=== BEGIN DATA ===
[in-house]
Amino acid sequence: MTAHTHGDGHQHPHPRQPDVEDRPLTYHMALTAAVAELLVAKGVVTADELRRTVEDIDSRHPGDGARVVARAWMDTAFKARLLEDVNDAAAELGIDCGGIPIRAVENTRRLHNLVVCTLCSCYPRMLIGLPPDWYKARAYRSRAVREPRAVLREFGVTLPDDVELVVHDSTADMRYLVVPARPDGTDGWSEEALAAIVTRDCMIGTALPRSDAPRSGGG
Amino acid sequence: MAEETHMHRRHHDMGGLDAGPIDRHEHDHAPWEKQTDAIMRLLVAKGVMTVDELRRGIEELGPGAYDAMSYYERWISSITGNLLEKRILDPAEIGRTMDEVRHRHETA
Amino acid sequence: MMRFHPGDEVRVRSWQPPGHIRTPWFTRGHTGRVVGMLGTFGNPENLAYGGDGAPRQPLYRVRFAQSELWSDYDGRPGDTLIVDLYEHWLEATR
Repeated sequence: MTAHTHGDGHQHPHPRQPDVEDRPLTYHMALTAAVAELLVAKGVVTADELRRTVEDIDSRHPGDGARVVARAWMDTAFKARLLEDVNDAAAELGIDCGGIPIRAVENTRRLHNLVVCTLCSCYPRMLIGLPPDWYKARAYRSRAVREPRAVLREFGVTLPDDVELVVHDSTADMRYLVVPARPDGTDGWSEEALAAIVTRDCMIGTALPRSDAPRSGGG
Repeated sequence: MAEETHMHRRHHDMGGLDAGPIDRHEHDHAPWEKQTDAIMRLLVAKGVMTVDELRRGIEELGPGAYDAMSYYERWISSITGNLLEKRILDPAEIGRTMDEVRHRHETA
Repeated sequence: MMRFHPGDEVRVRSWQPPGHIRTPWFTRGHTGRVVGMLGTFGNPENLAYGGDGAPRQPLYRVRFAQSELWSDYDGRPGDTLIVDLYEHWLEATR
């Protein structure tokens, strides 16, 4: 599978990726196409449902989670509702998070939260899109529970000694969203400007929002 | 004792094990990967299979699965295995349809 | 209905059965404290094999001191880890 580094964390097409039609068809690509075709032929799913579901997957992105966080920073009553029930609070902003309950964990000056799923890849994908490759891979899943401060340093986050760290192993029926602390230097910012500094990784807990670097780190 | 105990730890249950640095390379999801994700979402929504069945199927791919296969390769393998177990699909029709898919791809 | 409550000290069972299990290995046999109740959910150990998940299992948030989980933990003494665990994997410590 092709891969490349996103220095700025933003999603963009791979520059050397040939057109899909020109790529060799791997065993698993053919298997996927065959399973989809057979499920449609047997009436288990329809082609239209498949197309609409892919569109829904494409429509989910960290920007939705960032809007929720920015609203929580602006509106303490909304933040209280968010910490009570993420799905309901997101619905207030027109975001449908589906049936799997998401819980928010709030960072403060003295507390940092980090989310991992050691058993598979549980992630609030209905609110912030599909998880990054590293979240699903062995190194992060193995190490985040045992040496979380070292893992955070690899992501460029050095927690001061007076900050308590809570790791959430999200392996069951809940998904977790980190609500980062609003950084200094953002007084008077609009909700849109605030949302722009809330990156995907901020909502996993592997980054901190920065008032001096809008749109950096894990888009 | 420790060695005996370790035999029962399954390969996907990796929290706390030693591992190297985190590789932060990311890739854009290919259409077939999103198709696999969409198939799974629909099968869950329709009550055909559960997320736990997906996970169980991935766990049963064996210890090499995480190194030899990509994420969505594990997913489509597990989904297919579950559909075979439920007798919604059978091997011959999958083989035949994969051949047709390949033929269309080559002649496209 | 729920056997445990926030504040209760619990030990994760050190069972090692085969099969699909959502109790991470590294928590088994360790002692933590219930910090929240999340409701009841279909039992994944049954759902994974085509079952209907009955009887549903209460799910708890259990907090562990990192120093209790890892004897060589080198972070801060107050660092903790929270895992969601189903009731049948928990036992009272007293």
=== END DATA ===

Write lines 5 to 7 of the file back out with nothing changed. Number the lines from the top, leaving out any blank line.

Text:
Repeated sequence: MTAHTHGDGHQHPHPRQPDVEDRPLTYHMALTAAVAELLVAKGVVTADELRRTVEDIDSRHPGDGARVVARAWMDTAFKARLLEDVNDAAAELGIDCGGIPIRAVENTRRLHNLVVCTLCSCYPRMLIGLPPDWYKARAYRSRAVREPRAVLREFGVTLPDDVELVVHDSTADMRYLVVPARPDGTDGWSEEALAAIVTRDCMIGTALPRSDAPRSGGG
Repeated sequence: MAEETHMHRRHHDMGGLDAGPIDRHEHDHAPWEKQTDAIMRLLVAKGVMTVDELRRGIEELGPGAYDAMSYYERWISSITGNLLEKRILDPAEIGRTMDEVRHRHETA
Repeated sequence: MMRFHPGDEVRVRSWQPPGHIRTPWFTRGHTGRVVGMLGTFGNPENLAYGGDGAPRQPLYRVRFAQSELWSDYDGRPGDTLIVDLYEHWLEATR